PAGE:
Calm in the storm.

Circling back around, to the days when I would sit down to write about life as a mama. Back then, this space was where I practiced. Now, I see that my practice is with me all the time. Right now, my practice is to sit down on the couch. I hear the drying turning circles in the basement. Outside, another six or so inches of snow, and the whole world is heavy and white. There were actually a few flashes of lightning not long ago, a distant rumble we thought could been thunder or a snowplow on Route 7.

Aviva has lice again. Just had to say that. God help us.

I have these moments now, of feeling like a single parent. Probably because I am a single parent. Greg is, too. We are suddenly not in this together, not in that day-in, day-out kind of way. I have to remind myself that it’s not as if things were never stressful before. There’s just a different quality now, without that buffer of the balance of us, the hand-off or the united front.

The girls and I went to Family Math Night at V’s school. We ate pizza and too many sweets and went from table to table, doing various math-related activities. At the end of the night, both girls were disappointed not to win anything in the raffle. I had a moment of protectiveness, wishing the planners of these things would just have a prize for all the kids. You know, everyone’s a winner. And then I took a breath and held my tongue and let the girls have their moments of disappointment, looked around the cafeteria and saw other kids who were disappointed, and reminded myself of Parenting on Track and Blessing of a Skinned Knee and all the wisdom, all the wisdom I need more than ever to guide me as a parent now. These girls can handle a little disappointment, not winning a game in a school raffle. But oh, watching their little faces, watching the principal choose name after name from a green bag, just wishing he’d say one of theirs. Maybe it was my own disappointment I had to weather.

Earlier in the evening, a woman I’ll call Meryl caught my eye from across the room. Meryl’s younger daughter and Aviva were in preschool together many years ago; they live not far from our house, the one where I’m no longer living. I’ve always like her a lot, though we’ve never managed to develop more than a chat-on-the-sidewalk kind of friendship. I did see her not long ago at the Y, and I alluded to there being big changes in our lives but we didn’t have time to talk.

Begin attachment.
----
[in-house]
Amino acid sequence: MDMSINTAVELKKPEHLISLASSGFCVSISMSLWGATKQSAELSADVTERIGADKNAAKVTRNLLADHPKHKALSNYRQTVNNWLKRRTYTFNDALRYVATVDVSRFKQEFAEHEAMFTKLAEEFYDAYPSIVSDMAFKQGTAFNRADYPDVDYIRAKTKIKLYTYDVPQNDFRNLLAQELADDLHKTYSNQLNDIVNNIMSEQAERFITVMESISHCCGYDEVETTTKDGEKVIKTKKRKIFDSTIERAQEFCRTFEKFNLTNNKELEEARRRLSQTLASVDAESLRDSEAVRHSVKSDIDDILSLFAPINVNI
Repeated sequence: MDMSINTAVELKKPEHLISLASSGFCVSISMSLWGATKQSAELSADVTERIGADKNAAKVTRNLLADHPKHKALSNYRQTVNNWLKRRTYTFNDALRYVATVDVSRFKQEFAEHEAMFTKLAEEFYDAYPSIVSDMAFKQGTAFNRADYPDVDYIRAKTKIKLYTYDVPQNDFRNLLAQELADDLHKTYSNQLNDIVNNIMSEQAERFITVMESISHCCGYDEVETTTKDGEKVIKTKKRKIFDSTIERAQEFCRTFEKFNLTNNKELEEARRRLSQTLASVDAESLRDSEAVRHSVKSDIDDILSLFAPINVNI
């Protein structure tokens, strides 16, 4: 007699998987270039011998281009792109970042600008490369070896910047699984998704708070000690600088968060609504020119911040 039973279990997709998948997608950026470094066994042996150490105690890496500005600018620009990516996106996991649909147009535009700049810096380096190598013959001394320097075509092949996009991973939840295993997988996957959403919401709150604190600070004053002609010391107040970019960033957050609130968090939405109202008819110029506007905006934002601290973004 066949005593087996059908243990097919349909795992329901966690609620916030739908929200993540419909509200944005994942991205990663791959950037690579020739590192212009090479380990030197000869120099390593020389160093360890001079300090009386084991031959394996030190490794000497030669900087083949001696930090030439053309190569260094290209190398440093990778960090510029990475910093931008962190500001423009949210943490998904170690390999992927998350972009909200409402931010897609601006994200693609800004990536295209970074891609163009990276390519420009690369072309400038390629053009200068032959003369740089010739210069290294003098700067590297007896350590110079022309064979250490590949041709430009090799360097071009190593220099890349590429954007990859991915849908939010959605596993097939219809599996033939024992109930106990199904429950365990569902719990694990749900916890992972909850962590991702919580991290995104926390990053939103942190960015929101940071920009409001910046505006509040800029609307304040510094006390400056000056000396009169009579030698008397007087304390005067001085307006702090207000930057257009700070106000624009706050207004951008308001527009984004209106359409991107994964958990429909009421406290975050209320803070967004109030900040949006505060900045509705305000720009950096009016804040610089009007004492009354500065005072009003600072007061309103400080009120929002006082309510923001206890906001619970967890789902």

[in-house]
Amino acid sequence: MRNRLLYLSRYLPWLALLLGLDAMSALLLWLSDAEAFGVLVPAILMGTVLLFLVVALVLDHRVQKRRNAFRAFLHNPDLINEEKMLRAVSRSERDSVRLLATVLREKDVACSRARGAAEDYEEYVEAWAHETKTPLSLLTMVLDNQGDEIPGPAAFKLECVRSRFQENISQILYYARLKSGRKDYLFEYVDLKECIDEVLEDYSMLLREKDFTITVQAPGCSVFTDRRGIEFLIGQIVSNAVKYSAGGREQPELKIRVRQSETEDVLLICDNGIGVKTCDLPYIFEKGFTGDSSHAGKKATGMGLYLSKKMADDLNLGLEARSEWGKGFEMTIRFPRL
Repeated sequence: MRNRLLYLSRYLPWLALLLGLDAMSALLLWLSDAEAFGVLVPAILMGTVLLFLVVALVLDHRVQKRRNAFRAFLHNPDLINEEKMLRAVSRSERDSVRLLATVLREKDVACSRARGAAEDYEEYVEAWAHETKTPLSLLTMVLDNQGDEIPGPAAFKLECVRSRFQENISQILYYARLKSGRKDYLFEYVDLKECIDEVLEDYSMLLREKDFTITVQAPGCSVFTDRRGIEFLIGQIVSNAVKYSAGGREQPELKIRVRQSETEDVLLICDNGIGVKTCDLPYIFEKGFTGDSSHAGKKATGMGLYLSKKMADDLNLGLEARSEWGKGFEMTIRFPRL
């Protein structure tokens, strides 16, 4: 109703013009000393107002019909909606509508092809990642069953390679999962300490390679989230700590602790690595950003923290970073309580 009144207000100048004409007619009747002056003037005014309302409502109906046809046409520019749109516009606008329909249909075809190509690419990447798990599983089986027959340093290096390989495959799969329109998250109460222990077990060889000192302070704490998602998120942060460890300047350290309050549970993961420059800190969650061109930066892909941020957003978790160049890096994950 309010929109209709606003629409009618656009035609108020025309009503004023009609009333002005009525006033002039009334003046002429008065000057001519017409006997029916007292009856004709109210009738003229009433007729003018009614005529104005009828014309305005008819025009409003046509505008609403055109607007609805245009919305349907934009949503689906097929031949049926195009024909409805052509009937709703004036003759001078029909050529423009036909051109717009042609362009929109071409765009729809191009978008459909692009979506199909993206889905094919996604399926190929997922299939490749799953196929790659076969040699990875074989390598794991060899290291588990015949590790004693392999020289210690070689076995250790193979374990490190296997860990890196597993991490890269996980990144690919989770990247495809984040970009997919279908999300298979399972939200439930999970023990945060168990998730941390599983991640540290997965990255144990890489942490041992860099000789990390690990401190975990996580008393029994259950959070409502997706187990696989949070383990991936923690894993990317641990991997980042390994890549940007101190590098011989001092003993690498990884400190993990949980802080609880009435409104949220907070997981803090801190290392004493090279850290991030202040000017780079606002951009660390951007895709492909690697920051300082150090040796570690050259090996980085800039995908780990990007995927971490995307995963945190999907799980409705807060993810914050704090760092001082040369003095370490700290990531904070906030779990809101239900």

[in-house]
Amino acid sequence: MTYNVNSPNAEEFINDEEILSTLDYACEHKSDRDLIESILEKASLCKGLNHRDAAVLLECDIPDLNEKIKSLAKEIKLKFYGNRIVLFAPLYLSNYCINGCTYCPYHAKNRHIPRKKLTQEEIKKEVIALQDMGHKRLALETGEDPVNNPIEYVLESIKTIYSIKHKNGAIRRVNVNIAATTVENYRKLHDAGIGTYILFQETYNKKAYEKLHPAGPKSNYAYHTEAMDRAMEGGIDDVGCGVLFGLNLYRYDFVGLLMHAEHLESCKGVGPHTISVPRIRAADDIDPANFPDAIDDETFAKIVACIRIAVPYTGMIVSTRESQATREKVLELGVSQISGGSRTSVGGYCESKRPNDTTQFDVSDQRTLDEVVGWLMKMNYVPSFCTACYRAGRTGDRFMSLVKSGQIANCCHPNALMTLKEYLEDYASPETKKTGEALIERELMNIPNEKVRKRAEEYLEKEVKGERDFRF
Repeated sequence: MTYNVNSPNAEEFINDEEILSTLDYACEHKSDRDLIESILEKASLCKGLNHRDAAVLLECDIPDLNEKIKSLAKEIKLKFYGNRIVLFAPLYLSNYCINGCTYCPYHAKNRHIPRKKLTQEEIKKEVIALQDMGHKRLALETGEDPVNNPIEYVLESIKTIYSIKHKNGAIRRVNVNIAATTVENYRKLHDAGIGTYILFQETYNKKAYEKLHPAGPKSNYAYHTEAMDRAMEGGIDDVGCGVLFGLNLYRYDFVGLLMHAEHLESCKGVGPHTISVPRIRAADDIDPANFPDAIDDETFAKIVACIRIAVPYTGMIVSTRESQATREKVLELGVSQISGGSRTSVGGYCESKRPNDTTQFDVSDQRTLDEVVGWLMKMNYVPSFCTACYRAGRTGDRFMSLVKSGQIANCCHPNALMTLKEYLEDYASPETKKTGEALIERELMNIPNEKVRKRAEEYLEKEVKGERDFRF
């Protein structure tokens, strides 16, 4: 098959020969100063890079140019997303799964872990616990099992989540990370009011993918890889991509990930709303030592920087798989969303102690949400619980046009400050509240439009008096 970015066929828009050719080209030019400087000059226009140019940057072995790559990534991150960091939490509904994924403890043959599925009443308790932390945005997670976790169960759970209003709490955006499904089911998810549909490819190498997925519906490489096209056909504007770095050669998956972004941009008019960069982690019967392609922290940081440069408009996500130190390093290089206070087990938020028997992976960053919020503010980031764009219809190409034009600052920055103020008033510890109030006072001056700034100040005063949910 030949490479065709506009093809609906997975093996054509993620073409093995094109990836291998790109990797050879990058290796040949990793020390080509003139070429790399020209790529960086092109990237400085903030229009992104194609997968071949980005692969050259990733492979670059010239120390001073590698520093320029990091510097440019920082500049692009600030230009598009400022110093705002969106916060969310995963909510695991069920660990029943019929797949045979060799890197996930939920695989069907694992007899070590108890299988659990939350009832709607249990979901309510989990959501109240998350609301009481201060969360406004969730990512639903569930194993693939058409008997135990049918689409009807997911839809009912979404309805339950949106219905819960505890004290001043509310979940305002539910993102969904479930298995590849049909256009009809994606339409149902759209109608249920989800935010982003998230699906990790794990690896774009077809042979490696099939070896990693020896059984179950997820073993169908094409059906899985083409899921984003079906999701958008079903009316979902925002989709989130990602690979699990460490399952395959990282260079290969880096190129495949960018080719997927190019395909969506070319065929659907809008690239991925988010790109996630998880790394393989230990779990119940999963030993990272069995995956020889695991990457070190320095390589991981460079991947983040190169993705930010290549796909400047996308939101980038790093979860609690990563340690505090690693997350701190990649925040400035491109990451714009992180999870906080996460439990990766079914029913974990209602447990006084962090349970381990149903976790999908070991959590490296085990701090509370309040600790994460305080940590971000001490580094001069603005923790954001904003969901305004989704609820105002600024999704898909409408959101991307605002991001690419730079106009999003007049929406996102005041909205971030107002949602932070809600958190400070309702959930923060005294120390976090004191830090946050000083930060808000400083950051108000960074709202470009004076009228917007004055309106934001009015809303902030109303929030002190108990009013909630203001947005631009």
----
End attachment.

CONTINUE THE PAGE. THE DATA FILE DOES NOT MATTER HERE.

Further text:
Tonight, she came over to me and we hugged hello. She mentioned how crazy it is not to see more of each other when we are, in fact, neighbors. “Actually,” I began, telling her that I’m now living across town. This led to a truncated version of what has happened since June. Her eyes filled with tears as I spoke. I felt very connected to her. She was not feeling sorry for me. She was just feeling. I asked how her daughter was doing, knowing they’d faced some learning challenges over the years. She shared that they were now doing more testing, possibly looking at something on the autism spectrum, a rigidity, an unpredictability that was exhausting and concerning. She looked tired. I touched her hand.

Don’t compare, don’t compare, don’t compare your life to anybody else’s life. What is that Plato quote? Be kind, for everyone is fighting a hard battle. People say to me, “You’re so brave.” And that may be true, maybe I am. Is it brave to choose the struggles of single parenting when I have a husband who loves me and them? Is that brave? Sometimes it just seems crazy and unwarranted and stressful. Sometimes, when people call me brave, it feels like a projection or a judgment.

But tonight, when Meryl said it, she explained what she meant. “Many, many people would have just lied to themselves.” I told her I probably had done just that in different ways over many years, a lifetime, but not in the sense of actually lying. We develop complicated ways of justifying and explaining our experience–sometimes instead of actually having it. What happened to me, for me, in me, in June had to be bigger than me, had to be undeniable, had to take my life down as I knew it, or I would have found a way to intellectualize it. So I guess brave means meeting experience as it is, meeting ourselves as we are. It’s not a one-time thing, that’s for damn sure.

Woah–serious lightning here. And thunder.

Throughout the day with the girls, so many bumps and hurdles, fits and starts, struggles and saves. And then, we came home from our evening. Pearl peed in her snowpants. Aviva shoveled the driveway. Pearl took a bath. They fought, they reconciled, we all piled into my bed with a pile of William Steig books, and Stillwater the Panda from Zen Shorts and Zen Ties, whose very presence in the book transformed the space we shared. And the magic of ending the day together settled over us. When Aviva rested her head on my shoulder, and Pearl scooched in closer next to me with her naked little body, I felt the reassurance of the whole world. “You’re going to be fine,” Meryl said tonight. “We get the life we need,” I replied, referring to Greg’s take on things.

So a moment of thanks at the end of the day, of sending peace to all those who are grieving, and receiving peace, even just a moment of calm in the midst of the strangest weather yet–even for Vermont, where we’re supposed to expect this kind of thing.

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